By Galen Chadwick
(MISSOURI) Springfield’s draft 20-year strategic plan includes the “diverse interests” of bankers, financial experts, realtors, city employees, and advocates for low-income residents who created the housing plan [July 3rd, 2011].
Didn’t these same folks generate the Vision 2020 plan, equally memorable for lack of citizen euphoria? Also to be noted: the LEEDS standard has changed four times in five years, begging questions about message and direction.
While we’re at it, will somebody please define “sustainability”?
If the planners cannot, why should we get involved? Truth is, the urge to control the “sustainability franchise” by business and institutional elites is old hat. Springfield’s Partnership for Sustainability, to name one, seems created for the singular purpose of defining “green wash.” Two questions: How much of our money have they spent, and “where’s the beef?”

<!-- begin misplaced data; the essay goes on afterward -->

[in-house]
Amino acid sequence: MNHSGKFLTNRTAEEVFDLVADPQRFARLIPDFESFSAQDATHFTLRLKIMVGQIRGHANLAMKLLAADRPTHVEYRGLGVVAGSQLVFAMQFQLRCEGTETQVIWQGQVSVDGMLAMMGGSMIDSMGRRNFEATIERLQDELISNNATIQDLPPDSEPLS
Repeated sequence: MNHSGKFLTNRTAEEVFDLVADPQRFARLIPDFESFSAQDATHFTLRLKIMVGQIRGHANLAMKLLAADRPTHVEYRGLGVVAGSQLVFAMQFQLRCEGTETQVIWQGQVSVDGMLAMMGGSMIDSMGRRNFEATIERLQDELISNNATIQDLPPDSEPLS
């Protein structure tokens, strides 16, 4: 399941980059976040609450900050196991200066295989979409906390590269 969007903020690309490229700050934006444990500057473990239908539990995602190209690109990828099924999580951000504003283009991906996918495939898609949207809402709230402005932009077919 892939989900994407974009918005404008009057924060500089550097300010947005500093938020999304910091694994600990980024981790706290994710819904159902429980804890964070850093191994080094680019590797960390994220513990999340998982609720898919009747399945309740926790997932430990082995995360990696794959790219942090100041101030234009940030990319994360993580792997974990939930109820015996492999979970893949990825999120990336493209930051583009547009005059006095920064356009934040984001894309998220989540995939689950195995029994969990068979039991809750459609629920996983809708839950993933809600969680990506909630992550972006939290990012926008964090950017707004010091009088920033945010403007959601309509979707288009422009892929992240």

One of the oddities of “sustainability” planning is that people arrive already committed to protecting vested interests, wedded to bedrock assumptions of the Chamber of Commerce present. But globalism will fail when OPEC oil ends. Odds favor a major terrorist attack sooner than later. A minority perspective is essential to strategic thinking: “What if our normalcy bias is wrong?”
Journalistic skepticism, like the proverbial needle, seems missing in this haystack. Not to mention the elephant in the room. Springfield no longer grows or manufactures the bare minimum required to sustain civic cohesion. If we had to independently feed, house, clothe, and fuel ourselves again, using local and regional resources, what will it take? How long? How much? How many?
Quantifiable answers exist, suggesting the practicable mechanics of a true sustainability mission: “In 20 years, Springfield restores its food, energy, and economic self-reliance to its highest historic levels.”
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